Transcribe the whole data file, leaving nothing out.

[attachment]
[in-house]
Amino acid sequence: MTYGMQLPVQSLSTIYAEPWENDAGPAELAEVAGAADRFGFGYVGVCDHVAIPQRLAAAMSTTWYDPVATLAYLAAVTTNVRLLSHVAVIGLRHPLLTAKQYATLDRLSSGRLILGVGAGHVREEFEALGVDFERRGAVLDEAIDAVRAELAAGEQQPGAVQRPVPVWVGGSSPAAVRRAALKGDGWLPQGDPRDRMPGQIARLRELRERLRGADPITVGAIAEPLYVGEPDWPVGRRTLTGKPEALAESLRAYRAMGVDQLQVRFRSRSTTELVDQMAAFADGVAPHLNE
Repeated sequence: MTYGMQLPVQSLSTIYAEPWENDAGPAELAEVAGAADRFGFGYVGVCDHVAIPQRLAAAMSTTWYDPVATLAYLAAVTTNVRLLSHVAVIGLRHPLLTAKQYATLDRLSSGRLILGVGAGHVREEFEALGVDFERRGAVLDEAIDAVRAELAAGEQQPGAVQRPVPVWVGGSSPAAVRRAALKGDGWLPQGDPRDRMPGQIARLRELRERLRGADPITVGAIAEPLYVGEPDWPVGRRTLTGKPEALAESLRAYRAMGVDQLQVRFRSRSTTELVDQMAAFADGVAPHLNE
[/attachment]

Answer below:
[in-house]
Amino acid sequence: MTYGMQLPVQSLSTIYAEPWENDAGPAELAEVAGAADRFGFGYVGVCDHVAIPQRLAAAMSTTWYDPVATLAYLAAVTTNVRLLSHVAVIGLRHPLLTAKQYATLDRLSSGRLILGVGAGHVREEFEALGVDFERRGAVLDEAIDAVRAELAAGEQQPGAVQRPVPVWVGGSSPAAVRRAALKGDGWLPQGDPRDRMPGQIARLRELRERLRGADPITVGAIAEPLYVGEPDWPVGRRTLTGKPEALAESLRAYRAMGVDQLQVRFRSRSTTELVDQMAAFADGVAPHLNE
Repeated sequence: MTYGMQLPVQSLSTIYAEPWENDAGPAELAEVAGAADRFGFGYVGVCDHVAIPQRLAAAMSTTWYDPVATLAYLAAVTTNVRLLSHVAVIGLRHPLLTAKQYATLDRLSSGRLILGVGAGHVREEFEALGVDFERRGAVLDEAIDAVRAELAAGEQQPGAVQRPVPVWVGGSSPAAVRRAALKGDGWLPQGDPRDRMPGQIARLRELRERLRGADPITVGAIAEPLYVGEPDWPVGRRTLTGKPEALAESLRAYRAMGVDQLQVRFRSRSTTELVDQMAAFADGVAPHLNE